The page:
Oh, boy bands. I must admit, they’re intriguing. And they’re here to stay
It all started in the 1950s, I posit. Bands like the Everly Brothers stole hearts with their dreamy songs (about dreams, no less) and lush hair. Meanwhile, the Beach Boys were surfin’ and rebelling ever so slightly—though Pet Sounds includes unconventional and groundbreaking new instruments. In Motown, The Temptations wore their matching suits and swayed in sync. And don’t forget all of those shows in the ‘60s and ‘70s about Monkees and Osmonds.
Sidenote: The true revolutionaries were the members of The Temptations. They began the evolution (or devolution) of boy bands: they didn’t play instruments! Groundbreaking!
The Jackson 5, Menudo, and a few other groups popped up in the ‘70s, but gritty rock and roll took the reigns of pop music for a while, with raw sexuality in place of boy bands’ coy lyrics and cute dance moves. Plus, disco music was there in case anyone wanted to listen to poppy drivel.
The pretty boy rockers of the ‘80s, though admittedly edgier than the average boy band, began to prime the world for boy bands again. The guys in Mr. Big had to spend a lot of time on their hair to look as good as they did (check out the tambourine player in this video), and Bon Jovi combined rock and roll grit with some serious hair dryer action.
By the mid- to late-‘80s, the world was ready for the real deal; enter New Kids on the Block and then Boyz II Men (and, as a backlash, “Enter Sandman”). These bands paved the way to boy band heyday: *NSYNC, the Backstreet Boys, and, albeit not as famous, 98 Degrees (but hey, one of the members was married to Jessica Simpson, so that’s got to count for something). This golden age of boy bandery was marked by matching outfits and supercool dance moves. And Hanson! Who could forget the band with two members that hadn’t hit puberty?
By the mid-2000s, the world was sick of dubiously coiffed snazzy dudes without much talent besides looking cool—seriously, did anyone actually play an instrument besides the kids in Hanson?—so a few years of famine followed the boy band boom. Sure, some bands probably cropped up, but they didn’t nearly reach the fame of these dreamy puppets.
But never fear! The Jonas Brothers are coming! They (kind of) play instruments!
Sadly, they all aged and then broke up a month or so ago. Nobody paid them much heed, though, as One Direction had eclipsed them a few years ago.
One Direction will most likely be enthroned for the next while, since the oldest member won’t be able to rent a car in the United States without an extra fee for a few years yet. These man-boys don’t dress alike, and they don’t even try to dance like the stalwarts of old. But however much they may try to distance themselves from the mockery today’s society bestows on Justin’s cornrows or that time he matched Britney Spears, they still usually shy away from instruments, dress in coordinating outfits, and receive ridiculous amounts of fan mail. One Direction is simply the latest iteration in a long chain of Tiger Beat poster fodder.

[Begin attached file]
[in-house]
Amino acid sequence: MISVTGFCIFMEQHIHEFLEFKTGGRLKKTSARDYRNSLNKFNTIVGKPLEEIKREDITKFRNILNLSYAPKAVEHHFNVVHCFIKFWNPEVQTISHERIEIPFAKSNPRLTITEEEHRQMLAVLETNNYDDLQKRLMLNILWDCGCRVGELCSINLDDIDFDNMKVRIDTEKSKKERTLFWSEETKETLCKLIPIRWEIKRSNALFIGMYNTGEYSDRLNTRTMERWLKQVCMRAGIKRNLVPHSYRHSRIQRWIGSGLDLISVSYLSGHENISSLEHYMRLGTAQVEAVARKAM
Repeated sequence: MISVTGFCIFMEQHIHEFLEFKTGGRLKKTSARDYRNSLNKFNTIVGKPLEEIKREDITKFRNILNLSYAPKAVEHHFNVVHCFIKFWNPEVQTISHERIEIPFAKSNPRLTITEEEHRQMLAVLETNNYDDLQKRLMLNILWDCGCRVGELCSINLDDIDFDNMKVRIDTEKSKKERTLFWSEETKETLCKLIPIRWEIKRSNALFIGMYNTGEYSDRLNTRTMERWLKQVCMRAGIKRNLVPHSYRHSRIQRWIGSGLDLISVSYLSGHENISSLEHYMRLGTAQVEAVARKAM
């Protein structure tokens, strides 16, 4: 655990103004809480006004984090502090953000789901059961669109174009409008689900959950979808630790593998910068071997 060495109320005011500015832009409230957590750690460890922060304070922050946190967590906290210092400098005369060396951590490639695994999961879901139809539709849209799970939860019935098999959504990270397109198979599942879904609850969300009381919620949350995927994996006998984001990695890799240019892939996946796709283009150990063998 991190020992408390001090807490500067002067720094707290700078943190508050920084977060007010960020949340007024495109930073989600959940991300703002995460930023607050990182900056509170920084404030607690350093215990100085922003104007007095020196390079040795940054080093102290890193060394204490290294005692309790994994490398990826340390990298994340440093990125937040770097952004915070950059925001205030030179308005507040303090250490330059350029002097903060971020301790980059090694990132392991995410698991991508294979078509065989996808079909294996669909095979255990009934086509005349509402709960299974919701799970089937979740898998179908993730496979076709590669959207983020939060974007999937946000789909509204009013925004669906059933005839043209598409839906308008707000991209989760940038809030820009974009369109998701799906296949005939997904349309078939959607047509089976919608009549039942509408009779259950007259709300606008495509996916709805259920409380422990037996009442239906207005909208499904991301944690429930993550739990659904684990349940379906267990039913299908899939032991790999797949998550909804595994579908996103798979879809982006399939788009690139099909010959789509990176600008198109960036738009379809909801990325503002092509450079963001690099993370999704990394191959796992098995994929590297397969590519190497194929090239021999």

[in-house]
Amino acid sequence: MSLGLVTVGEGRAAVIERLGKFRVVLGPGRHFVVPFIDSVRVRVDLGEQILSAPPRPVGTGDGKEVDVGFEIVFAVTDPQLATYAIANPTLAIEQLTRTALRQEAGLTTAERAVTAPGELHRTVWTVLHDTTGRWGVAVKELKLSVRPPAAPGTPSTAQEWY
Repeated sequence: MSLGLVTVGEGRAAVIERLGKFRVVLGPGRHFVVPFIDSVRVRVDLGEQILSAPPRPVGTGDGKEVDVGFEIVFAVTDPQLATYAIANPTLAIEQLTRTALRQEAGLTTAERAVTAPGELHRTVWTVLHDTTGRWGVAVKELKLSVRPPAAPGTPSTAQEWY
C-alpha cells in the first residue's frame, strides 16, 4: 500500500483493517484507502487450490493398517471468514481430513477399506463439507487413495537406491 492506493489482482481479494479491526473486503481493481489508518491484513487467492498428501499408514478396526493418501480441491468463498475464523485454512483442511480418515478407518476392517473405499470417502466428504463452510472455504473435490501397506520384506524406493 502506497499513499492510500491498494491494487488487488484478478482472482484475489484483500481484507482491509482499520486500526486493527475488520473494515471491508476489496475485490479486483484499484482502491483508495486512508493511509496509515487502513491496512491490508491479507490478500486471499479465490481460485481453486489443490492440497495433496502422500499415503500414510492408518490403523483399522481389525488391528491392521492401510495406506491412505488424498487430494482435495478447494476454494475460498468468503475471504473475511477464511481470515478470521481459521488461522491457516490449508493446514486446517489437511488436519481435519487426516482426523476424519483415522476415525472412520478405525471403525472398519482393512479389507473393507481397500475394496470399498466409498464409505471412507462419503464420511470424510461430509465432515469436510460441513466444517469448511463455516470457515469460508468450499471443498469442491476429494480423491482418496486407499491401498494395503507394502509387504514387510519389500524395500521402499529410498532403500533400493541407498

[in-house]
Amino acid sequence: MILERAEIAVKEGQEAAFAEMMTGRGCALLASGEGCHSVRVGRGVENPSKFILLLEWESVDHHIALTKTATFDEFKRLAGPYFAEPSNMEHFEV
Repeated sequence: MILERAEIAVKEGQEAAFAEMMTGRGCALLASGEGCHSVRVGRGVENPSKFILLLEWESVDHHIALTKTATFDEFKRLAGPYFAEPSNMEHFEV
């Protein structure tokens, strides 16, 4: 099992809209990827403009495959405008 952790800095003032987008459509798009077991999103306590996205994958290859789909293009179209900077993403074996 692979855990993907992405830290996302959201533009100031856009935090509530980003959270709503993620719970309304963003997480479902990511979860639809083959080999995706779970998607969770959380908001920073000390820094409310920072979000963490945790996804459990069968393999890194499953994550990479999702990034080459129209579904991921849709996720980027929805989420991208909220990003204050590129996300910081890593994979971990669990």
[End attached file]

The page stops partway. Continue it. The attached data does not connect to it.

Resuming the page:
What marks a boy band most, though, is the lack of future success. Yeah, Justin Timberlake and Mark Wahlberg have made names for themselves, but they are the exceptions that prove the rule. Plus, the rest of their bandmates have fallen off the map. The Jonas Brothers still have hope, but nobody’s holding her breath, and probably because she’s screaming for Liam. Or Niall. Or that other guy who dated Taylor Swift.
Or perhaps she (I’m assuming the vast majority of fans are female) is grown up, in college and listening to music that’s so alternative that it’s not actually any good, or working her first job and listening to NPR while she commutes. Boy bands, unlike the Beatles, don’t grow up with their audiences, and so they become fond memories, or fond memories of other people’s fond memories (because I sure wasn’t alive during the Partridge Family’s time, and I was still spitting up and cruisin’ in a stroller when Marky Mark and the Funky Bunch was all the rage).
So although they’re here to stay, each boy band is going to lose its audience every three to eight years and rarely win critically acclaim, especially if they’re still singing lines like, “The way that you flip your hair gets me overwhelmed.” (Say it out loud. Or go have Vanden Bosch say it out loud, and then you’ll really get how dumb it sounds.) They’re like Whack-a-Mole; when you bop one down, another one will pop up, with even doofier hairdos.
Libby Stille (’13) lives in St. Paul and works in the marketing department of a children’s publishing company in downtown Minneapolis. She recommends that everyone visit the Twin Cities, but only between June and October, unless you enjoy subzero windchills and slipping on ice.